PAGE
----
getting to be costly and I get annoyed with pulling off the little sticky tabs to stick them into my bra. I guess technically I could just leave those tabs on, but I ultimately wanted to save money and the environment so I decided it was time to sew my own nursing pads. I don't have a serger which is a bit of a problem as these would be even more awesome, I'm sure, if I had one. But I'm getting better with my zigzag stitching so I figured I could pull this off.
|If you don't want to go reusable, these are comfortable for disposables, and I never had leaking problems. I may still save some of these for those days when I go to work. I get nervous with the reusable pads because the ones I bought before leaked through and I'd have these huge wet spots. Work is the only time I go long enough between nursing to have issues seeing Baby G likes to eat all day long.|
- 1 layer of Pul (you could use fleece too)
- 1 layer of alova suedecloth
- 3 layers of upcycled tshirt fabric. You can use flannel alternatively.
There's some disagreement about the use of Pul because trapping the moisture in could cause yeast and thrush due to the warm moist environment, but I don't feel that Pul is going to be any worse than the disposable ones I use because:
- It's breathable
- They'll be changed more frequently where they're reusable
- My leaking is substantially less due to being so far into our breastfeeding relationship
- I'm using the suedecloth which should wick the moisture into the inner fabric, keeping the moisture further away from my skin.
- I don't have any previous issues with thrush (I totally wouldn't risk it if I'd had problems with thrush previously)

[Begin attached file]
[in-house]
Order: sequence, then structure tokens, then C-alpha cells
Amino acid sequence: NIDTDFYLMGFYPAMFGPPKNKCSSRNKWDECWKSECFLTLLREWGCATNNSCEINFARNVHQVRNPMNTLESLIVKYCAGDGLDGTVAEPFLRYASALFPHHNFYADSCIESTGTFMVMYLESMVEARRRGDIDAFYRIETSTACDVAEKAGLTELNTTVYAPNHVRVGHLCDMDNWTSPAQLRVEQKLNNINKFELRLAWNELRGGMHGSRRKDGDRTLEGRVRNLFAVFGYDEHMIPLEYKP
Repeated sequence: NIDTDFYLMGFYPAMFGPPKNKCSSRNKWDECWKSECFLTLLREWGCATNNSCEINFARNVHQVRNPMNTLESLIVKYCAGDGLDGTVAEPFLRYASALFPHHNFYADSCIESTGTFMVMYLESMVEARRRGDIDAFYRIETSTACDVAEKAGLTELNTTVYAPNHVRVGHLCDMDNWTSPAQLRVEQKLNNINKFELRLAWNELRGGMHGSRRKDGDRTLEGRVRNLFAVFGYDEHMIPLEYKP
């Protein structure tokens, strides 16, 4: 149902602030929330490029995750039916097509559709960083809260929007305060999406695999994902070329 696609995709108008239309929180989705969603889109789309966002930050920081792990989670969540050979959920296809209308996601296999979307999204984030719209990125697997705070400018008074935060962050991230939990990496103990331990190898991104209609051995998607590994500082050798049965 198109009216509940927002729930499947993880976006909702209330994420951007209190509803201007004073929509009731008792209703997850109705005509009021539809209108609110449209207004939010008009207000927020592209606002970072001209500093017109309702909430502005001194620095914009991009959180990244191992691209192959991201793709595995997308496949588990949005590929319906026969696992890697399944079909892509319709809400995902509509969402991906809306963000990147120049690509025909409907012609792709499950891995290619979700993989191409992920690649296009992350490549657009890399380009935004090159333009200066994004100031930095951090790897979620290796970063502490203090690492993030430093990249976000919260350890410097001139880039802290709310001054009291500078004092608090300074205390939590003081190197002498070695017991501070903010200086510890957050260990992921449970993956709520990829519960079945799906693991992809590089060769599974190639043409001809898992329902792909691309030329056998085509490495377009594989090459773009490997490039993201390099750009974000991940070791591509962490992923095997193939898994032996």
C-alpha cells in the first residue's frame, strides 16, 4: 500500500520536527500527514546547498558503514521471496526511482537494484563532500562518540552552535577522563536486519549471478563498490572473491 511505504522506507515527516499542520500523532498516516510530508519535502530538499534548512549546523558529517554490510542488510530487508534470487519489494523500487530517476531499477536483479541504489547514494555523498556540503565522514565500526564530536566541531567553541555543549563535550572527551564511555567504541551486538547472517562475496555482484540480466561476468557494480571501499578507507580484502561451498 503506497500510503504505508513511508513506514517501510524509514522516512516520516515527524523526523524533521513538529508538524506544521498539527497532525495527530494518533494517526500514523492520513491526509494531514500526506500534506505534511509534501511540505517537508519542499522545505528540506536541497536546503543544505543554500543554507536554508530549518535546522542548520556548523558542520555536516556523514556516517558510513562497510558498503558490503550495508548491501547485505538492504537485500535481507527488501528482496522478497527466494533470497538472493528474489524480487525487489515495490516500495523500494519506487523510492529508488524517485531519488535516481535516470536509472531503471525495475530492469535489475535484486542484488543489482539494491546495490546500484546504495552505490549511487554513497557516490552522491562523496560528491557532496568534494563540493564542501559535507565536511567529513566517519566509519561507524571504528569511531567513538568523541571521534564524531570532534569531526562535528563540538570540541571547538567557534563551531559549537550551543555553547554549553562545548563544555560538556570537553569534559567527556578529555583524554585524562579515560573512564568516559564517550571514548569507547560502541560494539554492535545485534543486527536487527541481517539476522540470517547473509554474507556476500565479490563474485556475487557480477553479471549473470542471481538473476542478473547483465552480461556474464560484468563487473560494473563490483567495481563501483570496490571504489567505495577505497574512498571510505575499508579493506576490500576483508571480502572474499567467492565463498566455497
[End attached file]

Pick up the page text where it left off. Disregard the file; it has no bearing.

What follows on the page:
*Don't forget to sew these in pairs.
|Step 1: I used a cd (more cd upcycling, haha) to cut out all of my |
fabric with my rotary blade. This made it much faster.
|Here's all my pieces cut out. I didn't do my math so I have some extras. |
My plan is to cut some more tshirt material when I have the time. That's the only thing that I ran out of.
|Step 3: Sew with a straight stitch all the way around your circle. I had to resew a couple areas because I missed one layer of the Pul or the Alova.|
|Step 4: Cut off the excess fabric and make it look pretty. Cut off all the stray thread.|
|Step 5: Here's two pads really to be zig zagged.|
Step 6: For the last step, you're just zigzagging all around each nursing pad. This keeps the fabric from fraying when you wash it.
I love them. They're super comfortable and pretty. The only downside to using Pul for the outer fabric (in my opinion) is that it's a bit slippery. I read somewhere that some people use the sticky side of the Pul to the outside because the pad won't move around as much- BUT then you won't have the pretty side facing out, boooo! The word on the street is that you might be able to find Pul that's laminated in that direction, but I wanted to use some of the Pul I had sitting around from diapers. Either way, I've been wearing a pair of these nursing pads today without too many issues.
I was going to make mine contoured, then opted not to because it was more work and I've been pretty happy with my non contoured ones. If you'd like to make contoured ones, there's a tutorial here.
UPDATE (3/9/14): I've been using these since I published this back in 2012 and they're all holding up great. I've made some extra pairs because I think 15-20 pairs really gives me a lot of freedom to change them frequently without always doing the wash. I do use my serger on the newer pairs now that I have a serger because I LOVE my serger.